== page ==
Meet the 11-Year-Old Vegan Entrepreneur
Omari McQueen has been cooking since he was 7 — which was only four years ago. Now, the award-winning chef and entrepreneur is introducing vegan Caribbean cuisine to people around the world. 🍽️
Bringing everyone together for food without harming animals
He isn’t just the youngest award-winning chef in the U.K. Omari McQueen is also using his Caribbean-inspired food to get people to go vegan. Since learning to cook at 7, Omari has opened a vegan restaurant in London, appeared on reality TV, and was a panel expert at a vegan conference. He credits his Caribbean background and formative experiences with his mother for his unique and cruelty-free approach.
“When my mom was sick and my dad was going to work, my dad would teach me and my big brother how to cook I started cooking by myself and I was cooking vegan lunch for my mom. And she got better because I was making a vegan meal and I was looking up the benefits of these vegan fruits and meals. I just like to bring everyone together because meat eaters -- they can eat vegan food and meat. But with vegan people, they cannot eat meat. When I cook vegan food, I bring everyone together for food without harming animals. Loads of people love my food, and they respect me as well. One of the things that I've been saying to so much people is that while you're eating so much meat, it can cause cancer, diabetes and heart disease. now so much people that I've said that to, become vegan. People didn't know what stuff stuff was were harming these animals and some people and they take their kids to the zoo. I mean the farm, and the animals that are in the farm, those are the animals that are getting killed. So why is she taking me to see animals and then they get killed after that and then my mom stopped taking me to the farm anymore,” Chef Omari tells Brut.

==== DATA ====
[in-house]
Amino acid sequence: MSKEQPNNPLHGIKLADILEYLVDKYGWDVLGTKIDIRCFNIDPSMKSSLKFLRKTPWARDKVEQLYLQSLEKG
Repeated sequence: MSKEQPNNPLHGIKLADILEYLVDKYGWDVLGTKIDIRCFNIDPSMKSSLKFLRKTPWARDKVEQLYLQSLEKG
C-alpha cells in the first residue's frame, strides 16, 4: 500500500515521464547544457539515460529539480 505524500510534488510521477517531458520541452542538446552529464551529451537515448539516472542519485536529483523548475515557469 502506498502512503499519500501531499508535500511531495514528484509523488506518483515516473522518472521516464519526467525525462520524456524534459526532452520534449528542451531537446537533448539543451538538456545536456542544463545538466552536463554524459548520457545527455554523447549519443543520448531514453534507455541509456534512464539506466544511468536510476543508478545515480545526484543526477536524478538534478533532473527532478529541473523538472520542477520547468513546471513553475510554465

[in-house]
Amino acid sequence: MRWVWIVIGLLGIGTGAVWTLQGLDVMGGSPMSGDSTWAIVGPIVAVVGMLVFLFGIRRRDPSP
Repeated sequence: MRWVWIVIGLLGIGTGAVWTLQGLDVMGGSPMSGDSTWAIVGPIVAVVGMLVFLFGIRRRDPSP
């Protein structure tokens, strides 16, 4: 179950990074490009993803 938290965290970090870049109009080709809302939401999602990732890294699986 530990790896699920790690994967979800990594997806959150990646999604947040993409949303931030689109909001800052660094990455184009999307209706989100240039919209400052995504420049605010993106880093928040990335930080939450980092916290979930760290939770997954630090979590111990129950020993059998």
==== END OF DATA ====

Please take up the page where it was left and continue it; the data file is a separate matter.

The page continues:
Studies show going vegan is the single biggest way to reduce your ecological footprint, with animal farming providing humans with 18% of needed calories while taking up 83% of all farmland according to Harvard University. For Omari, sometimes the best way to affect change is to appeal to people’s sense of their own health.
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